dimanche 3 octobre 2010

El Bandito perdido

Bandit, September 30

It's always like that. You spot a fish, get to know it a little, and then you are attached to it. It was particularly true with the fish we started to call "Bandit", because of its black mask. It could just as easily have been "Zorro" or "The Lone Ranger", but "Bandit" it was, or "El Bandito".

Bandit appeared over the summer, one of this year's babies, and he -- please forgive me if you are actually a female -- made an immediate impression. First, we had never had a fish like this one, mostly orange, partly pink with black spots, one being located right across his eyes and stopping just shy of his nose. Then, we noticed his particular manner of swimming. Bandit always seemed to be in a hurry, eager, darting about with twitches of his tail. And then, there was how outgoing he was. This was a fish who did not seem to notice that he was one of the little ones. He jumped right into the pack and was eager to do everything with everyone else: play with his elders, feed when I showed up, swim right over to greet anyone approaching the old fountain, and -- well, that's about what the fish do.

What's more, Sam and my husband felt exactly the same way about Bandit. Bandit stood out in a school of fish. We looked forward to watching this fish grow up, discover if he was really a she, and see how many more sort of like him we would have.

Then, a little more than a week ago, I was watching the fish (I do this way too much), and I noticed several new ones. I had thought we had fewer fry survive this year, and here was a whole new batch. One that was mostly very light with an orange sherbet head, several little dark gray and black ones, and -- I blinked -- another Bandit, taille petite! El Bandito had a hermano or a hermana! There was El Grande and there was El Pequeno.

"Mom," said Sam, "wouldn't that be 'poquito'?" I thought about it, and I felt confused. Spanish was a long time ago for me, just two months ago for Sam, who aced it on his bac.

"Ah, maybe."

Looking for both of the the other day, I realized it would not be "poquito". That means "a little", or "un peu".

Every morning I go out to feed and greet the fish, who swim up as fast as they can, word traveling somehow to those hanging out under the old stone sink covered with vegetation that the non-fish had shown up with the food, and on this morning, September 1, I noticed that Bandit was absent. I hand fed the most prolific egg producer first, as I always do, and then began to distribute pinches of food, looking out for Bandit. He did not appear. Not even by the time the last flake and dried shrimp had been eaten.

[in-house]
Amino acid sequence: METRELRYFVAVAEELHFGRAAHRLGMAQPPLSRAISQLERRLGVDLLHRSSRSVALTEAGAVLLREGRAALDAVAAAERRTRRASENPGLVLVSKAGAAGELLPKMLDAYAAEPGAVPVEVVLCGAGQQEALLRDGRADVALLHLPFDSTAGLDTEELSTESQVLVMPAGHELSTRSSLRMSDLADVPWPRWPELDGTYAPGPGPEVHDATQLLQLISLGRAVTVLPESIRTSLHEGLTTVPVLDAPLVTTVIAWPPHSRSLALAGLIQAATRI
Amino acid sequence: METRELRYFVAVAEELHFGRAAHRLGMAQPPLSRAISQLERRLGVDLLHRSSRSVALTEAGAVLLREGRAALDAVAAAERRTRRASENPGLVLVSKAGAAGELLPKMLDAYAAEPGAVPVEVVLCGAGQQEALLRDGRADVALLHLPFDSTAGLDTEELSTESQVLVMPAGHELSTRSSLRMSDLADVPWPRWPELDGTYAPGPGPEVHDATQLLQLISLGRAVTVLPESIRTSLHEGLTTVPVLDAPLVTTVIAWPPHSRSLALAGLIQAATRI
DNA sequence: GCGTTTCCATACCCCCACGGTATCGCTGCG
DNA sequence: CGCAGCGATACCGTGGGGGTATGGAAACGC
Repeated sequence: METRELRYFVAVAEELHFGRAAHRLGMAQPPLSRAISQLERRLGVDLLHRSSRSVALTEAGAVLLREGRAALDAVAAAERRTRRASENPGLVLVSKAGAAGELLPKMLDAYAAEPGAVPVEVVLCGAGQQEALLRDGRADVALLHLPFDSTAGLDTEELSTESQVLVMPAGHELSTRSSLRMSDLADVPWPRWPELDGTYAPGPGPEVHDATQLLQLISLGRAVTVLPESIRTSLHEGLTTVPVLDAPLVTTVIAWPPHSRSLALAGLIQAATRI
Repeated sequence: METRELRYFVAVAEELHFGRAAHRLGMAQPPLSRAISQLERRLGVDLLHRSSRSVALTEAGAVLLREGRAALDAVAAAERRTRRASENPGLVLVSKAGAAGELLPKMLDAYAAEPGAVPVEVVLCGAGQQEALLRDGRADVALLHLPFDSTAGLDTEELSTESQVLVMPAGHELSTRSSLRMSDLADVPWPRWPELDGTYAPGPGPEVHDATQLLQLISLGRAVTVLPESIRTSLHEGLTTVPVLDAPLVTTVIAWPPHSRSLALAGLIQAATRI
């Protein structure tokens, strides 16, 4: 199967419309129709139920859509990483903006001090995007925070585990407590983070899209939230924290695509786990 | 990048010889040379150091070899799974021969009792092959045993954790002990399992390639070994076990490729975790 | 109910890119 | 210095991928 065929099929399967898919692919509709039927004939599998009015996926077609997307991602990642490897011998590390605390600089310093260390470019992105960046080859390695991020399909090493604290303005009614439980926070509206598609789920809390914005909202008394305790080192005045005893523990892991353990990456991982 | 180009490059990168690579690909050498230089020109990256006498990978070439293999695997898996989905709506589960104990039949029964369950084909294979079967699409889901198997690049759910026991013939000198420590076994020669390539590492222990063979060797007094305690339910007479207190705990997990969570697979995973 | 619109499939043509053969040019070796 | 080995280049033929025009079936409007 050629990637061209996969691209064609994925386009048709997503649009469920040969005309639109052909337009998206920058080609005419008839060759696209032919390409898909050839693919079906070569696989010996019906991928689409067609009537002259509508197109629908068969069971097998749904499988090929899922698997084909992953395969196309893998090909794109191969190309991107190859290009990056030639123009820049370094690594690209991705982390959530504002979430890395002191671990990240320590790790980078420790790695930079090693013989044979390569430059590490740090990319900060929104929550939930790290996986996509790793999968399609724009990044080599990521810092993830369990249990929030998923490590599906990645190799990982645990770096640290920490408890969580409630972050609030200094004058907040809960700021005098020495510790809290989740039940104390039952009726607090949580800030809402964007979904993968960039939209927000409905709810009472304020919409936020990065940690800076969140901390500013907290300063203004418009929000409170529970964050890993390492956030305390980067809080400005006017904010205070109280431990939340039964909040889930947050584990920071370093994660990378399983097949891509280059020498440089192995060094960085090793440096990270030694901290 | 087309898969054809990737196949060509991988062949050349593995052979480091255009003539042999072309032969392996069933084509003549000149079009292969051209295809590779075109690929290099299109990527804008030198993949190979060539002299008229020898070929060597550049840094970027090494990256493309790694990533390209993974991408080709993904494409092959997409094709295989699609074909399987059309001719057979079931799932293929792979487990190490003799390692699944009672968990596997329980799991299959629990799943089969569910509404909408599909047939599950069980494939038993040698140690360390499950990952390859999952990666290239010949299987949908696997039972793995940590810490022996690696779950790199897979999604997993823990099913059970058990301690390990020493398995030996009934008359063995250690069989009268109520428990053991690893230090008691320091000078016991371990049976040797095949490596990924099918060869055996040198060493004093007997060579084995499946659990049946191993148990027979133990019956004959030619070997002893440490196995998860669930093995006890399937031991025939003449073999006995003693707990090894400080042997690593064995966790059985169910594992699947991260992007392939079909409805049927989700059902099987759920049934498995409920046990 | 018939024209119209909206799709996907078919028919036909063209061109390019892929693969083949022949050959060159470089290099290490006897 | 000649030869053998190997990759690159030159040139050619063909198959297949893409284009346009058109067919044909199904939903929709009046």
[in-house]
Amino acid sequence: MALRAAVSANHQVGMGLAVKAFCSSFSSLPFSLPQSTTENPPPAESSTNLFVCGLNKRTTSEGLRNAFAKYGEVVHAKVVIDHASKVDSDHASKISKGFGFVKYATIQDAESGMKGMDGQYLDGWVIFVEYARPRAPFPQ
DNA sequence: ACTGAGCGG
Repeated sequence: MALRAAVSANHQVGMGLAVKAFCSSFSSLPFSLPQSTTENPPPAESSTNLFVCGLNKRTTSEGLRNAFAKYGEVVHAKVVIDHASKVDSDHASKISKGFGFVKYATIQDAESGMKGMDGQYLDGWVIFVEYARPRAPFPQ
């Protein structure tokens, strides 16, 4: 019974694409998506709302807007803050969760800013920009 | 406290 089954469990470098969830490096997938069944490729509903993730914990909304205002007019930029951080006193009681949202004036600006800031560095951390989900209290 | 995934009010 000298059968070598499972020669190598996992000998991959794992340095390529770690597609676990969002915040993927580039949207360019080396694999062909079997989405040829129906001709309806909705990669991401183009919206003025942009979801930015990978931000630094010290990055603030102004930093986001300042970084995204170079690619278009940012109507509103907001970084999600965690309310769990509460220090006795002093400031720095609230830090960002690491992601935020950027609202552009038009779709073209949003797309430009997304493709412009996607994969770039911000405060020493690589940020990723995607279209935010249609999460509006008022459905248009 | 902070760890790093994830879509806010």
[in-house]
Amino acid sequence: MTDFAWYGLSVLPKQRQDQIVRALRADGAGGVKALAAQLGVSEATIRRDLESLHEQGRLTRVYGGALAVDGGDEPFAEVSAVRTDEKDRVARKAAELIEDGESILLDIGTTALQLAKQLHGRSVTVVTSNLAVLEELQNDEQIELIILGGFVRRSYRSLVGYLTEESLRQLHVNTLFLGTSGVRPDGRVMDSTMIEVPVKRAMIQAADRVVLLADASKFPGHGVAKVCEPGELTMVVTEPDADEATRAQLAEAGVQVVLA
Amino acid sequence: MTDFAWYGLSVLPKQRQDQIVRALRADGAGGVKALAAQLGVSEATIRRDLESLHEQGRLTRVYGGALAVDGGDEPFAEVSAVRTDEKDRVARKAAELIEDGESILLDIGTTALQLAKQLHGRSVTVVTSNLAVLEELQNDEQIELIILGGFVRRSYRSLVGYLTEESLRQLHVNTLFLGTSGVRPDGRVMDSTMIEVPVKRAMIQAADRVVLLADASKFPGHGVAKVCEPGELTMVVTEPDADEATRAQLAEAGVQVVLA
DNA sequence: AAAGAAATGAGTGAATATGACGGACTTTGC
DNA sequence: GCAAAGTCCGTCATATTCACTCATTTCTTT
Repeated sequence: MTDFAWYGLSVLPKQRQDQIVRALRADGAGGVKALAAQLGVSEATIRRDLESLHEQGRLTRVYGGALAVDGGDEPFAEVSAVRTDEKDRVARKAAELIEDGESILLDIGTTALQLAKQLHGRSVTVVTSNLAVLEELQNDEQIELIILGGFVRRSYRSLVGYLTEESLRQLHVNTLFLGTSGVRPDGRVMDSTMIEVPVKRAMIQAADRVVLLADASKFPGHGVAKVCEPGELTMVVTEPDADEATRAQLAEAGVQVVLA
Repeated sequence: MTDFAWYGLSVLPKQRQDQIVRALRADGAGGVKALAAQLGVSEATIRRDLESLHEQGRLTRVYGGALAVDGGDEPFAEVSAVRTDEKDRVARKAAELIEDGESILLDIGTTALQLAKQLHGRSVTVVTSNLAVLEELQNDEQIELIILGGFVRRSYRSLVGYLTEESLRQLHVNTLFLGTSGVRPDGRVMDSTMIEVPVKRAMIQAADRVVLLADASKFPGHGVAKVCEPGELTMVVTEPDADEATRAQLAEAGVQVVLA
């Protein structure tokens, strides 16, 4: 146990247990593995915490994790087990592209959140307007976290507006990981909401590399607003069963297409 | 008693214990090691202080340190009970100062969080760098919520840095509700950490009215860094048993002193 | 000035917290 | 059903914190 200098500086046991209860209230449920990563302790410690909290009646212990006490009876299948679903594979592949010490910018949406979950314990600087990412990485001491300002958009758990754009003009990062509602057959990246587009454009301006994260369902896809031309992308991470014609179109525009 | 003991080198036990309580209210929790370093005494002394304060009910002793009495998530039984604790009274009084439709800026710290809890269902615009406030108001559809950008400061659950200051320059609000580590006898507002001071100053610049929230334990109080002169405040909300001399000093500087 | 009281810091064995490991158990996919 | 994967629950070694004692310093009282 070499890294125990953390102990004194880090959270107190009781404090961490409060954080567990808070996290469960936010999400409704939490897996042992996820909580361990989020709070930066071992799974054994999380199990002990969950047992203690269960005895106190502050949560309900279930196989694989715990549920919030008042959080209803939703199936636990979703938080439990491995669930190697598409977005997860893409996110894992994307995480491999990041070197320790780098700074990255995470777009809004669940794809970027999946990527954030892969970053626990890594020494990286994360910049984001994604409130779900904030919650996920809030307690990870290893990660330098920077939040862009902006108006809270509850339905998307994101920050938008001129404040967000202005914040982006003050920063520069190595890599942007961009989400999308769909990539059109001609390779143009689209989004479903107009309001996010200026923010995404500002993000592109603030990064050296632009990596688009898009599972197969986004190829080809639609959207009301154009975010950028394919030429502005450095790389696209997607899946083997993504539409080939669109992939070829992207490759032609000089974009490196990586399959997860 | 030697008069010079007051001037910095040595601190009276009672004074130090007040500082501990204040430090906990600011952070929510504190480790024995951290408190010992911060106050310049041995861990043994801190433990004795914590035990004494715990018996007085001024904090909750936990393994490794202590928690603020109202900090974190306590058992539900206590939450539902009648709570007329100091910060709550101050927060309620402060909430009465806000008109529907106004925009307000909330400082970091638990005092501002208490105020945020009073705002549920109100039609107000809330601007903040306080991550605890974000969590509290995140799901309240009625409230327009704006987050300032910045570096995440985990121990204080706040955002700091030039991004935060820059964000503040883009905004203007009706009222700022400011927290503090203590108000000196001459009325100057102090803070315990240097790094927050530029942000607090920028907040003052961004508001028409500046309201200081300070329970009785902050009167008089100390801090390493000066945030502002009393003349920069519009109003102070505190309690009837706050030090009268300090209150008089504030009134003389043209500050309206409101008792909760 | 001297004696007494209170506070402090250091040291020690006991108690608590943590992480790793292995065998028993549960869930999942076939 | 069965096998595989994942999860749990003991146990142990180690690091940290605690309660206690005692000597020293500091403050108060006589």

I went out several times that day in the rain, donning my old L.L. Bean anorak, but Bandit never appeared. He didn't the next day or today. And I looked for Little Bandit, too, but he didn't appear, either, until today. I shared the sad news with my husband, who would have noticed and ask me soon enough.

"Je ne vois plus Bandit depuis deux jours," I told him, hating to make the announcement because that probably sealed Bandit's fate.

"Ah ben?" He said. He knew. I wouldn't have brought it up if I thought Bandit was doing something important but secretive and just failing to show; I suspected the worst, and he guess it, "C'est probablement ce chat. Il faut qu'on fasse quelque chose." He meant the neighbors' cat, a big old black and white male about as ugly as they get. He compares him to Shadow, confusing them sometimes. I take issue.

"Comme quoi?" What, I asked, did he have in mind for us to do to protect the fish?

"Ben, il est normalement conseillé de garder l'eau plus bas encore du bord, mais on ne peut pas --" He fell off to reflecting on the problem. Normally, he had said, it is advised that you keep the water level further below the edge of the fish basin than we can because of the depth of the old fountain, but he didn't have another idea. Later, he proposed using cat and dog repellent.

"Mais, on a des chats et des chiens qui ne posent aucun problème et qui aime venir boire ou regarder, on ne veut pas les punir, et de toute manière, je ne pense pas que ces produits marchent."

"C'est peut-être mieux que de perdre des poissons," he said. I thought about it. It is a natural ecosystem, however, and ecosystems do have predators. This is a natural part of life. I shared my point of view with him, but he didn't seem convinced. He liked Bandit.

So did I.

"On pourrait peut-être juste mettre plus d'objets sur le bord du bassin chaque nuit avant d'aller se coucher. Comme ça, le chat ne pourrait pas monter dessus pour faire de la pêche." He didn't seem enthused by my idea. I didn't like it much more, having to go out every night to add flower pots and other bulky objects to fill up every opening around the edge of the old fountain so the cat would be blocked from fishing.

Maybe we will have to let nature go its course.

But today, watching the fish and hoping to see Bandit swim up, I started to form this crazy hope: Bandit was hurt or scared by the big old lout of a cat, and he was down under the old stone sink, recovering. He'd show up in a day or two just as good as new.

I know he won't, though.

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